The Murder of Seamus Ludlow in County Louth, May 1976. Towards a public inquiry?




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The Irish Times, 4 November 2005:

Ludlow report criticises Garda investigation

Mark Hennessy, Political Correspondent

 An Oireachtas sub-committee will begin a public inquiry in January into the 1976 murder of Co Louth man Seamus Ludlow.

The RUC told the Garda in 1979 that it believed four named loyalists were involved in his killing, but this information was not pursued by the Garda at the time.

A report by Mr Justice Henry Barron released last night sharply criticised the Garda investigation into Mr Ludlow's death.

No one has ever been charged with the murder of Mr Ludlow (47) who lived at Thistle Cross near Dundalk. He was shot dead early on May 2nd, 1976, as he went home from a night out. He had no connections with any subversive organisation, according to the Barron report.

TDs involved in next year's sub-committee investigation warned last night that senior Garda officers of that time and today would face "very tough questions".

Garda Commissioner Noel Conroy last night accepted that there "were issues" in the original investigation. "In recent years, An Garda Síochána has taken whatever actions were available to right the situation and in this regard co-operated fully with the Barron and other inquiries and will continue to do so," he said.

The RUC told the Garda in 1979 that it believed that Paul Hosking, William Long, Seamus Carroll, and a then UDR corporal, James Reid Fitzsimmons, were involved in the murder. However, they were never questioned in Northern Ireland by the Garda. The Barron inquiry concluded that senior Garda officers feared they would have to allow the RUC the right to interview suspects in the Republic in return.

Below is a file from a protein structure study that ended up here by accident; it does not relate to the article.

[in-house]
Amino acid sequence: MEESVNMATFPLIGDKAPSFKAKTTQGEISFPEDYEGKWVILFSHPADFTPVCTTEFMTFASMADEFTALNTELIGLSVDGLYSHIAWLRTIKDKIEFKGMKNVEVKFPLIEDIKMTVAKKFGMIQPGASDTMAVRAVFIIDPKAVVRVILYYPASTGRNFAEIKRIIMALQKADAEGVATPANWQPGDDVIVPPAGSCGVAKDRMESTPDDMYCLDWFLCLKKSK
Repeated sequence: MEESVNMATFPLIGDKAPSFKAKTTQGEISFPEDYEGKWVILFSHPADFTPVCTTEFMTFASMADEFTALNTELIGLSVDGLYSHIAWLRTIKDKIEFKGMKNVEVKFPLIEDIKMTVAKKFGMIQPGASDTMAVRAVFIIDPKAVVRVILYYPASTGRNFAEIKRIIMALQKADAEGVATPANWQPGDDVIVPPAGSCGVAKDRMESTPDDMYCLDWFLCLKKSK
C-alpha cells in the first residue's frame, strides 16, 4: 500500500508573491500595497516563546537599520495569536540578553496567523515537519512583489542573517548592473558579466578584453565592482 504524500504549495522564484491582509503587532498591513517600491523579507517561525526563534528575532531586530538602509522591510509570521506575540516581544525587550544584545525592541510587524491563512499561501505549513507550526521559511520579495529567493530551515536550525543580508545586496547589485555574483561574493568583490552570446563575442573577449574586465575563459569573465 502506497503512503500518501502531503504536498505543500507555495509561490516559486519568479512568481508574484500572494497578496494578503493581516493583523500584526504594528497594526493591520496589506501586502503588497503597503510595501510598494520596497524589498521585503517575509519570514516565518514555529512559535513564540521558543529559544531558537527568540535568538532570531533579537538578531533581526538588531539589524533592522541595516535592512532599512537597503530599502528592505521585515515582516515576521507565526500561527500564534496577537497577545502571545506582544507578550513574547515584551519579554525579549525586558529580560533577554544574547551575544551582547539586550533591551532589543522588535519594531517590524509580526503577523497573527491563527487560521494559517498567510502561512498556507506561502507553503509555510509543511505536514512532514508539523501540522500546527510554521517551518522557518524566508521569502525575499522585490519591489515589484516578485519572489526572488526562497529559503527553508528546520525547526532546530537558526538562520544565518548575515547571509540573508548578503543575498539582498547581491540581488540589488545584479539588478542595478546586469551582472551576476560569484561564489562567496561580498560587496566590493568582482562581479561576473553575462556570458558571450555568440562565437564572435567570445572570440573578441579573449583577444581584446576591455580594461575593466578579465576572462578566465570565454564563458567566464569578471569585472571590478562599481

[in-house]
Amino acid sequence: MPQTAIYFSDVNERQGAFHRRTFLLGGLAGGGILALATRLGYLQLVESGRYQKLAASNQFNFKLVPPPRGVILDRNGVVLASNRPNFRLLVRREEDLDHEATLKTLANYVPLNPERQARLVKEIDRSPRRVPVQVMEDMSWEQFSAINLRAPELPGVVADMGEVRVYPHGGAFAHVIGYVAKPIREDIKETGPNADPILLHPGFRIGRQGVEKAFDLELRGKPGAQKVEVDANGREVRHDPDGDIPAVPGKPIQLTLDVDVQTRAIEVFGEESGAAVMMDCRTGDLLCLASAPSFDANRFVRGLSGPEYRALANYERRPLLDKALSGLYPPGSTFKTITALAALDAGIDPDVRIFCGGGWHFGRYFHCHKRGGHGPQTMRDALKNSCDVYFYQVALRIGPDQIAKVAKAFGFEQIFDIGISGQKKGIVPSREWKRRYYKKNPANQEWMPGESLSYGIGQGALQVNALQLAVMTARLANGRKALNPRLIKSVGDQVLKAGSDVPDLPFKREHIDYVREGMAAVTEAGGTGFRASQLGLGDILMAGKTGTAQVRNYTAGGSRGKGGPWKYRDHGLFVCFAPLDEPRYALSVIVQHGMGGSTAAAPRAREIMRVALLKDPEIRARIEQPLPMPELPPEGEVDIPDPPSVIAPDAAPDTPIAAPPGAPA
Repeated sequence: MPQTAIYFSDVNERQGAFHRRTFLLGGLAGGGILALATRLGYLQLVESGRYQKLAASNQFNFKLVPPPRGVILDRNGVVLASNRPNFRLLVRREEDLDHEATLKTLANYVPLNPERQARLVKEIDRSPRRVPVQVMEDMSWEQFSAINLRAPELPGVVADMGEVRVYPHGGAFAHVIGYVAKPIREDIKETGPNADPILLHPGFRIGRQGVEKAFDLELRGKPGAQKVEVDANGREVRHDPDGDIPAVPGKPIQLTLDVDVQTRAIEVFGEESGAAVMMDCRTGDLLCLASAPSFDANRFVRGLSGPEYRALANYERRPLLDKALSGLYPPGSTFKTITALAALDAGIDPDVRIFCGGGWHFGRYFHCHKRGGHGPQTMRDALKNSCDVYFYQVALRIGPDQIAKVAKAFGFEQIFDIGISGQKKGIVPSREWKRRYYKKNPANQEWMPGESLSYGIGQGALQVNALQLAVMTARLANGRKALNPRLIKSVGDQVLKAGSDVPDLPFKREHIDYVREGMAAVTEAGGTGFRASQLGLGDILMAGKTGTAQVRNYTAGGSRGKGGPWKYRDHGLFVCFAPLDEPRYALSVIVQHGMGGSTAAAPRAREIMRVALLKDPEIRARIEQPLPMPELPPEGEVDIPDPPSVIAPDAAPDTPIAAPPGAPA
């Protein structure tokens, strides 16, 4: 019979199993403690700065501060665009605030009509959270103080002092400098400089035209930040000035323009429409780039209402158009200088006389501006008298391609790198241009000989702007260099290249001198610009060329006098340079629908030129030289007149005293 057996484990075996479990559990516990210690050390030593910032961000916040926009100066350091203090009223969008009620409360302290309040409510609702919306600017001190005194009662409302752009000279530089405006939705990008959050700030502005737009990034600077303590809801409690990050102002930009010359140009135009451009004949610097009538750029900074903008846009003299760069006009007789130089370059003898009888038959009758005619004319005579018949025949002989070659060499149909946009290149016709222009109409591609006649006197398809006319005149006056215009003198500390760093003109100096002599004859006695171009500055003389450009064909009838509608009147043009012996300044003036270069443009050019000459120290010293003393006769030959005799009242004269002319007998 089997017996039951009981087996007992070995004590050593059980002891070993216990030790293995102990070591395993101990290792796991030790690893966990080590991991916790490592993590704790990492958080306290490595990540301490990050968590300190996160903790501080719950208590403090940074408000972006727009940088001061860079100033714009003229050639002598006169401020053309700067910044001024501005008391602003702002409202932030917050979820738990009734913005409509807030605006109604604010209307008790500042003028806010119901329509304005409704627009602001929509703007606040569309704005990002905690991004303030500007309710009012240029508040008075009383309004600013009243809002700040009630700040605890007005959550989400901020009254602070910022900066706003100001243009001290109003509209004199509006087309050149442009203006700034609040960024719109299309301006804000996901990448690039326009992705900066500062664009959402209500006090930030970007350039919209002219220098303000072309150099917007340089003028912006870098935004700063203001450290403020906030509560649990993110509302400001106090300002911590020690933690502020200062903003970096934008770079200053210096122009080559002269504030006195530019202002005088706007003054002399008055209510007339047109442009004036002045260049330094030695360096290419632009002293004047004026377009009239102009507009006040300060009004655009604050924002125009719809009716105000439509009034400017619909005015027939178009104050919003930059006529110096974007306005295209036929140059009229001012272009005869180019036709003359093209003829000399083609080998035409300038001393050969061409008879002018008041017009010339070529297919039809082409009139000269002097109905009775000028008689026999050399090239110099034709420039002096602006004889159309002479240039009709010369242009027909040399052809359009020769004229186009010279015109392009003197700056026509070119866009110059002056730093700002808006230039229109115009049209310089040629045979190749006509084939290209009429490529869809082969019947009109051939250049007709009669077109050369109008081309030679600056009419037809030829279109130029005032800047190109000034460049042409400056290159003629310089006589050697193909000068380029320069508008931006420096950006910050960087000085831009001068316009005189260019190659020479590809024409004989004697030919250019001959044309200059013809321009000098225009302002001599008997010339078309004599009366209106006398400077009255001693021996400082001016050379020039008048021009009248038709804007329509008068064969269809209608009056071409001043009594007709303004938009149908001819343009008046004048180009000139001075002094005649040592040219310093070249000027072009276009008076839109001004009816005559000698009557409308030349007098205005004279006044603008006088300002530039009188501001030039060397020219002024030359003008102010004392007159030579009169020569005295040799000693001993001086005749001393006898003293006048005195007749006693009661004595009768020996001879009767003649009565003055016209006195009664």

Mr Justice Barron said it was "most probable" that then deputy Garda commissioner Laurence Wren made the decision not to pursue the RUC's information. This has provoked a furious response from Mr Wren, who has threatened "corrective action to clear my name". Mr Wren, who retired in 1987, said: "I have no intention of accepting the conclusions reached by the inquiry in reference to my supposed activities."

The Barron inquiry carries full Dáil privilege because it was published last night by the Oireachtas Committee on Justice, Equality, Defence and Women's Rights, chaired by Fianna Fáil TD Seán Ardagh.

A sub-committee will now hold public hearings into the report, interviewing as many key witnesses as possible - as it did following Mr Justice Barron's report into the Dublin-Monaghan bombings. It will not be able to compel witnesses to attend.

The 100-page report, which found that some Garda files had gone missing while other information was never stored at all, was sent 14 months ago by the judge to the Department of Justice. However, it was not released until yesterday, the Minister for Justice earlier told the Dáil, because of the decision to name the four suspected killers.

© The Irish


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